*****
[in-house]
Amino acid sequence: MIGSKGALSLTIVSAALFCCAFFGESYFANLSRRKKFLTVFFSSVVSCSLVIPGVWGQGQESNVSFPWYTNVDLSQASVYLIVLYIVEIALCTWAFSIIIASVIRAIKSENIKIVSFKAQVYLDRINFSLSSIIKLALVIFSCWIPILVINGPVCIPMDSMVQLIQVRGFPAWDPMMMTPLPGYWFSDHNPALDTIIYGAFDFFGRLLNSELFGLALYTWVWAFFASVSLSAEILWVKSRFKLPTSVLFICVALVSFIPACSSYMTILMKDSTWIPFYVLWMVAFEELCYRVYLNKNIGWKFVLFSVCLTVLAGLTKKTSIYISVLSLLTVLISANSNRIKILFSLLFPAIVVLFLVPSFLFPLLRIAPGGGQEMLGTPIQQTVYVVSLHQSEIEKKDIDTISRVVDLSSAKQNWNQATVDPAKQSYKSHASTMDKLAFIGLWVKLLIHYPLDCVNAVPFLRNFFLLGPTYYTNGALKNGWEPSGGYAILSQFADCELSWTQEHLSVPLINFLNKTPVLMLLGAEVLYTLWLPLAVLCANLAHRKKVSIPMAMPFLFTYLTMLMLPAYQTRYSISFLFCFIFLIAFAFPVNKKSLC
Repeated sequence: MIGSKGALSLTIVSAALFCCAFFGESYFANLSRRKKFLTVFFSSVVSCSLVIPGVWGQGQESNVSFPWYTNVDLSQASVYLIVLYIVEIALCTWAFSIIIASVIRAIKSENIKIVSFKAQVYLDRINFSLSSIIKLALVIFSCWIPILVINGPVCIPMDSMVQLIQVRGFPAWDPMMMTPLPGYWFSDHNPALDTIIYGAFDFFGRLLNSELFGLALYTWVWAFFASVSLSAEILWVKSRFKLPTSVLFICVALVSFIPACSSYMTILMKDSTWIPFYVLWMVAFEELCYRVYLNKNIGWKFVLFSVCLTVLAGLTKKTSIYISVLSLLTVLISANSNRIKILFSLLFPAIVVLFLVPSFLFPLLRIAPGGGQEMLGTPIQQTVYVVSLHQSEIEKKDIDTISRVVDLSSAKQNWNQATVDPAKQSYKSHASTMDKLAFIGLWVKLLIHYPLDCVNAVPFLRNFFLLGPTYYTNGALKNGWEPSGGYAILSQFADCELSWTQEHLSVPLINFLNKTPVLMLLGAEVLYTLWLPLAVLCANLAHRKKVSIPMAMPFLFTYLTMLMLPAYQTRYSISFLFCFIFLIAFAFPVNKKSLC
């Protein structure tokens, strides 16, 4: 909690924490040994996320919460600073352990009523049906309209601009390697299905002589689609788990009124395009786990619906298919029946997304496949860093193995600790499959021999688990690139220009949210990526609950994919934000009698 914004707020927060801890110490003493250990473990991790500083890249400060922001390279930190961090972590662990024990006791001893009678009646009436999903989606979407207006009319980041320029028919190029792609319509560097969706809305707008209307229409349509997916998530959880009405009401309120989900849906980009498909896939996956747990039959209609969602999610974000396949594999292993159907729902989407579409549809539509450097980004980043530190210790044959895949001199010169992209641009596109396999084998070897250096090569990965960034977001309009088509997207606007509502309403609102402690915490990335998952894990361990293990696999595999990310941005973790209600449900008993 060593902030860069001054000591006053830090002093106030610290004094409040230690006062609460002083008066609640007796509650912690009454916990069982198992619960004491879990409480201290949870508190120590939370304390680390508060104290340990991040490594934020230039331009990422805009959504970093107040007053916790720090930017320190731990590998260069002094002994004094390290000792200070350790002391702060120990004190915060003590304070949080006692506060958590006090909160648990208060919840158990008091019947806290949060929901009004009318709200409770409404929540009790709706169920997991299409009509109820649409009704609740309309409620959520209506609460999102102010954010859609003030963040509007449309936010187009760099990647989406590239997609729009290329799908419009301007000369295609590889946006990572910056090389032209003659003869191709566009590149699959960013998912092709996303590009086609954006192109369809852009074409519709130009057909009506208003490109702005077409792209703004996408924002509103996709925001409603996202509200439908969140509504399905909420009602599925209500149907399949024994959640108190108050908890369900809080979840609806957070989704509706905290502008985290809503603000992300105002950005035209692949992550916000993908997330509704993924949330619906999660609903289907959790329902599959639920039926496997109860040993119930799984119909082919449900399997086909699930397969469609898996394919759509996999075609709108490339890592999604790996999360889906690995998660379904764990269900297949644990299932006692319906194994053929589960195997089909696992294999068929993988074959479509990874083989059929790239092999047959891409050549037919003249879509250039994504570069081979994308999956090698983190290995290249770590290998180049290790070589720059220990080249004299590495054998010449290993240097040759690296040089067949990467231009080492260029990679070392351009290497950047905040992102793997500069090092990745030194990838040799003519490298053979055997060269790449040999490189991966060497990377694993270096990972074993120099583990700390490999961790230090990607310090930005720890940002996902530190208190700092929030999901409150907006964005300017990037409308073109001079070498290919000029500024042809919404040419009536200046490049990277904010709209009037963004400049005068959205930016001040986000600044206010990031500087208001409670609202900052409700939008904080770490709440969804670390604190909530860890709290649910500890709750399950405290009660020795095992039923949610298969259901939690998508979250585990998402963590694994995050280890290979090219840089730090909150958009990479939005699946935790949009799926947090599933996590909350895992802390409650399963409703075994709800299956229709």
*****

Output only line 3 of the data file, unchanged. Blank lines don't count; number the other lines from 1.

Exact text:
Repeated sequence: MIGSKGALSLTIVSAALFCCAFFGESYFANLSRRKKFLTVFFSSVVSCSLVIPGVWGQGQESNVSFPWYTNVDLSQASVYLIVLYIVEIALCTWAFSIIIASVIRAIKSENIKIVSFKAQVYLDRINFSLSSIIKLALVIFSCWIPILVINGPVCIPMDSMVQLIQVRGFPAWDPMMMTPLPGYWFSDHNPALDTIIYGAFDFFGRLLNSELFGLALYTWVWAFFASVSLSAEILWVKSRFKLPTSVLFICVALVSFIPACSSYMTILMKDSTWIPFYVLWMVAFEELCYRVYLNKNIGWKFVLFSVCLTVLAGLTKKTSIYISVLSLLTVLISANSNRIKILFSLLFPAIVVLFLVPSFLFPLLRIAPGGGQEMLGTPIQQTVYVVSLHQSEIEKKDIDTISRVVDLSSAKQNWNQATVDPAKQSYKSHASTMDKLAFIGLWVKLLIHYPLDCVNAVPFLRNFFLLGPTYYTNGALKNGWEPSGGYAILSQFADCELSWTQEHLSVPLINFLNKTPVLMLLGAEVLYTLWLPLAVLCANLAHRKKVSIPMAMPFLFTYLTMLMLPAYQTRYSISFLFCFIFLIAFAFPVNKKSLC